Benjamin Zablocki

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Benjamin Zablocki
Born(1941-01-19)January 19, 1941
Died(2020-04-06)April 6, 2020 (aged 79)
OccupationProfessor of Sociology
Academic background
Alma materColumbia University (BA)
Johns Hopkins University (PhD)
Academic work
Sub-discipline

Benjamin Zablocki (January 19, 1941 – April 6, 2020) was an American professor of sociology at Rutgers University where he taught sociology of religion and social psychology. He published widely on the subject of charismatic religious movements, cults, and brainwashing.

Early life and education[edit]

Born in Brooklyn, New York, Zablocki received his B.A. in mathematics from Columbia University in 1962 and his Ph.D. in social relations from the Johns Hopkins University in 1967, where he studied with James S. Coleman.

Career[edit]

Zablocki was the Sociology department chair at Rutgers University. He published widely on the sociology of religion.[1][2][3]

Zablocki was a supporter of what he called 'the brainwashing hypothesis'.[4] Other scholars, Zablocki notes, commonly mistake brainwashing for both a recruiting and a retaining process; it is merely the latter, however.[5] This misunderstanding enables critics of brainwashing to set up a straw-man, and thereby unfairly criticize the phenomenon of brainwashing.[5] For evidence of the existence of brainwashing, Zablocki refers to the sheer number of testimonies from ex-members and even ex-leaders of cults.[6] Zablocki further alleges that brainwashing has been unfairly "blacklisted" from the academic journals of sociology of religion. Such blacklisters, Zablocki asserts, receive lavish funding from alleged cults and engage in "corrupt" practices.[4]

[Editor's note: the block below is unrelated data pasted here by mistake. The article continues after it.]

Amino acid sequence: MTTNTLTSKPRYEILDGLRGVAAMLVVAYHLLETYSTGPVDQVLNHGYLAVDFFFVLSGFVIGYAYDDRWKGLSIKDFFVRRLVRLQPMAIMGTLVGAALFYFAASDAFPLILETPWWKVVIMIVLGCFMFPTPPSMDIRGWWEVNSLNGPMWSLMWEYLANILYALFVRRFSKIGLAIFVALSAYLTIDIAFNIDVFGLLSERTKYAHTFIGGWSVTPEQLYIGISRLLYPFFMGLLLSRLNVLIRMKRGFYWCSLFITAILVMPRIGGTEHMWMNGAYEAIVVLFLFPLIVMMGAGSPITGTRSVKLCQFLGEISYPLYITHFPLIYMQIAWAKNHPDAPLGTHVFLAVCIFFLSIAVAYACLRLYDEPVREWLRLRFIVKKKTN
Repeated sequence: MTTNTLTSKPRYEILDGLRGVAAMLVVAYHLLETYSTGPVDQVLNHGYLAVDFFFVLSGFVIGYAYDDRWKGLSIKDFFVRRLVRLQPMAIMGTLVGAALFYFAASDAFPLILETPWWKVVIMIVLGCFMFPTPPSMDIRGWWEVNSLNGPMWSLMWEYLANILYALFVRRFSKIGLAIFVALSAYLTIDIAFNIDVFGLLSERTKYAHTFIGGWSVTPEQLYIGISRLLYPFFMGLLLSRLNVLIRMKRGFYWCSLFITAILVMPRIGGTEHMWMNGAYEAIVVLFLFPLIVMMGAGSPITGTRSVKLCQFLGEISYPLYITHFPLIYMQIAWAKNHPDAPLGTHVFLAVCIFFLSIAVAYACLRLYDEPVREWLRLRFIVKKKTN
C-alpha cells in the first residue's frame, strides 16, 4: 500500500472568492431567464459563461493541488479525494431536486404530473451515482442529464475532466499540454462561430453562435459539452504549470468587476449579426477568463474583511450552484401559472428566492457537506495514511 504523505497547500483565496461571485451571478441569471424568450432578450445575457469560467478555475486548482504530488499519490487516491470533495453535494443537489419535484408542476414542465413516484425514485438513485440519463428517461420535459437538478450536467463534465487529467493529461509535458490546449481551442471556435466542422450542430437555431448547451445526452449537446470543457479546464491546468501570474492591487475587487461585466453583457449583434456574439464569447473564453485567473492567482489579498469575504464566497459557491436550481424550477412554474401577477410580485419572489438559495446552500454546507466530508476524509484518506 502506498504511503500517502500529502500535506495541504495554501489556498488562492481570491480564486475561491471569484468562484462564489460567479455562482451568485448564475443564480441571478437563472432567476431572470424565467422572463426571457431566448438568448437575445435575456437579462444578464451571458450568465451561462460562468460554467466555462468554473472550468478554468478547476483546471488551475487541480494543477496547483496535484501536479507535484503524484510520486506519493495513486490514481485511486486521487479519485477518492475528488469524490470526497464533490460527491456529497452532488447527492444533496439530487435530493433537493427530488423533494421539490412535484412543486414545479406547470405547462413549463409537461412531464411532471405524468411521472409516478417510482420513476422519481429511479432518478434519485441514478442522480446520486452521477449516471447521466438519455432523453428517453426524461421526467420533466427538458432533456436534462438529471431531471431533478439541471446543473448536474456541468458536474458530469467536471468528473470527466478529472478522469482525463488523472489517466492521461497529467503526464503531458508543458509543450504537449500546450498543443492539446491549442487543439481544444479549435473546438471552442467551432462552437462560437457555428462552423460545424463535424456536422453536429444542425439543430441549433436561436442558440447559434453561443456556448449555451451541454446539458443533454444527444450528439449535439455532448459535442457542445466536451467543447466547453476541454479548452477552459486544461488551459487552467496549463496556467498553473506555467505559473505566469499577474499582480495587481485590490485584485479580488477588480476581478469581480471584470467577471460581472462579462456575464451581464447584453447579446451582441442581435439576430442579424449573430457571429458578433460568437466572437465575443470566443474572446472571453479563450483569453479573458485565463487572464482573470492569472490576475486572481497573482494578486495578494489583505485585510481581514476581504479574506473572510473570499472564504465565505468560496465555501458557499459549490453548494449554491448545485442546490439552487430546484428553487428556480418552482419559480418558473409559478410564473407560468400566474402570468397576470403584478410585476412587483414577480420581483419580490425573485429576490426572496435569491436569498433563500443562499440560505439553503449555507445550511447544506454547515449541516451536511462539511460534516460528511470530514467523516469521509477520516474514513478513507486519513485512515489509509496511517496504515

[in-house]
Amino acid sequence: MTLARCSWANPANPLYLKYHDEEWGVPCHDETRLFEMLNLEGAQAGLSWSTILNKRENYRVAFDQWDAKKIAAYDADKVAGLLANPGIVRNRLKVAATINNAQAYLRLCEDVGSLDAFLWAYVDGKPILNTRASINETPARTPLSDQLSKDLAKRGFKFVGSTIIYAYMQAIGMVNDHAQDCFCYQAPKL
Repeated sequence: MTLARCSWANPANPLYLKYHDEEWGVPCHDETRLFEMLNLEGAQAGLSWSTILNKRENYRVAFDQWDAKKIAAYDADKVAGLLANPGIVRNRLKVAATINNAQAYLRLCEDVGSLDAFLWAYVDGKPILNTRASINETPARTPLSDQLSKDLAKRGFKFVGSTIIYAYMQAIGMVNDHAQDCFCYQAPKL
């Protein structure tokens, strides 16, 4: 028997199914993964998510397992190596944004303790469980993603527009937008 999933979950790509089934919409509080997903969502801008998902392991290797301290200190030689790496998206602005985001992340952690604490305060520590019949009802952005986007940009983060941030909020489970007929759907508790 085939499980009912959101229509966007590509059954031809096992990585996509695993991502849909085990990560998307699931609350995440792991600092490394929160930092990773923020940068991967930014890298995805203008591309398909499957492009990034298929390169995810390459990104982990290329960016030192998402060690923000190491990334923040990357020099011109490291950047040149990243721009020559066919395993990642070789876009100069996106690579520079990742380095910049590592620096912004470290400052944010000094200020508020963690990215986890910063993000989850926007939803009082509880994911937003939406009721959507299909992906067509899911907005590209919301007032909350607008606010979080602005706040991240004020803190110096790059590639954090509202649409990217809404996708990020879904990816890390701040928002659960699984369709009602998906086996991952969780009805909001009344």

Selected works[edit]

Books[edit]

  • The Joyful Community: An Account of the Bruderhof: A Communal Movement Now in Its Third Generation. Chicago: University of Chicago Press (1971, reissued 1980) ISBN 0-226-97749-8
  • Alienation and Charisma: A Study of Contemporary American Communes. New York: The Free Press. (1980) ISBN 0-02-935780-2
  • Misunderstanding Cults: Searching for Objectivity in a Controversial Field, Toronto, University of Toronto Press, 2001. w/ Thomas Robbins (Eds.) ISBN 0-8020-8188-6

Articles[edit]

  • The Blacklisting of a Concept: The Strange History of the Brainwashing Conjecture in the Sociology of Religion. Nova Religion, Oct. 1997
  • Methodological Fallacies in Anthony's Critique of Exit Cost Analysis, ca. 2002,
  • The Birth and Death of New Religious Movements ca. 2005
  • Ethics and The Modern Guru ca.2016 Interview on brainwashing

References[edit]

  1. ^ Lucas, Phillip Charles; Robbins, Thomas, eds. (2009). New Religious Movements in the Twenty-first Century: Legal, Political, and Social Challenges in Global Perspective. New York, New York: Routledge. p. 313. ISBN 978-0-415-96577-4.
  2. ^ Oakes, Len, ed. (1997). Prophetic Charisma: The Psychology of Revolutionary Religious Personalities. Syracuse New York: Syracuse University Press. pp. 158–159. ISBN 978-0-8156-2700-5.
  3. ^ Antes, Peter; Geertz, Armin W.; Warne, Randi Ruth, eds. (2004). New Approaches to the Study of Religion Vol 1: Regional, Critical, and Historical. Berlin, Germany: Walter de Gruyter GmbH & Co. p. 428. ISBN 978-3-11-017698-8.
  4. ^ a b Zablocki, Benjamin. (October 1997). "The Blacklisting of a Concept: The Strange History of the Brainwashing Conjecture in the Sociology of Religion". Nova Religio. 1 (1): 96–121. doi:10.1525/nr.1997.1.1.96.
  5. ^ a b Zablocki, Benjamin (2001). Misunderstanding Cults: Searching for Objectivity in a Controversial Field. U of Toronto Press. p. 176. ISBN 978-0-8020-8188-9.
  6. ^ Zablocki, Benjamin (2001). Misunderstanding Cults: Searching for Objectivity in a Controversial Field. U of Toronto Press. pp. 194–201. ISBN 978-0-8020-8188-9.

External links[edit]